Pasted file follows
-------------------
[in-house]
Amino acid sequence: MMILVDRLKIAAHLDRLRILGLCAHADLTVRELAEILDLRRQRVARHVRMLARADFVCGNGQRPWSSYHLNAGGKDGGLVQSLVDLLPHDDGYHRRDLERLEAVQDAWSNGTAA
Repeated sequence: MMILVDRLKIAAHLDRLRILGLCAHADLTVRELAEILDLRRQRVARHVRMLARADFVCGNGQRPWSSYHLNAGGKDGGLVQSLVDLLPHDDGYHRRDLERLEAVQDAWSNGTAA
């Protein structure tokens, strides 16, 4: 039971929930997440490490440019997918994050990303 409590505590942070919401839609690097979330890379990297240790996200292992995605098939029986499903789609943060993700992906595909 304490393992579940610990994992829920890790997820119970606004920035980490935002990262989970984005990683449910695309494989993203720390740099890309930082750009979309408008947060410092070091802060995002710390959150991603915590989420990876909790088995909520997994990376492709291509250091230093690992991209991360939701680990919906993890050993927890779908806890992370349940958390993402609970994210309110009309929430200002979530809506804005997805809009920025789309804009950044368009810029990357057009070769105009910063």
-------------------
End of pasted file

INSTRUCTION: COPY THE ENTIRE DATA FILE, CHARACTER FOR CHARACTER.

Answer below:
[in-house]
Amino acid sequence: MMILVDRLKIAAHLDRLRILGLCAHADLTVRELAEILDLRRQRVARHVRMLARADFVCGNGQRPWSSYHLNAGGKDGGLVQSLVDLLPHDDGYHRRDLERLEAVQDAWSNGTAA
Repeated sequence: MMILVDRLKIAAHLDRLRILGLCAHADLTVRELAEILDLRRQRVARHVRMLARADFVCGNGQRPWSSYHLNAGGKDGGLVQSLVDLLPHDDGYHRRDLERLEAVQDAWSNGTAA
């Protein structure tokens, strides 16, 4: 039971929930997440490490440019997918994050990303 409590505590942070919401839609690097979330890379990297240790996200292992995605098939029986499903789609943060993700992906595909 304490393992579940610990994992829920890790997820119970606004920035980490935002990262989970984005990683449910695309494989993203720390740099890309930082750009979309408008947060410092070091802060995002710390959150991603915590989420990876909790088995909520997994990376492709291509250091230093690992991209991360939701680990919906993890050993927890779908806890992370349940958390993402609970994210309110009309929430200002979530809506804005997805809009920025789309804009950044368009810029990357057009070769105009910063």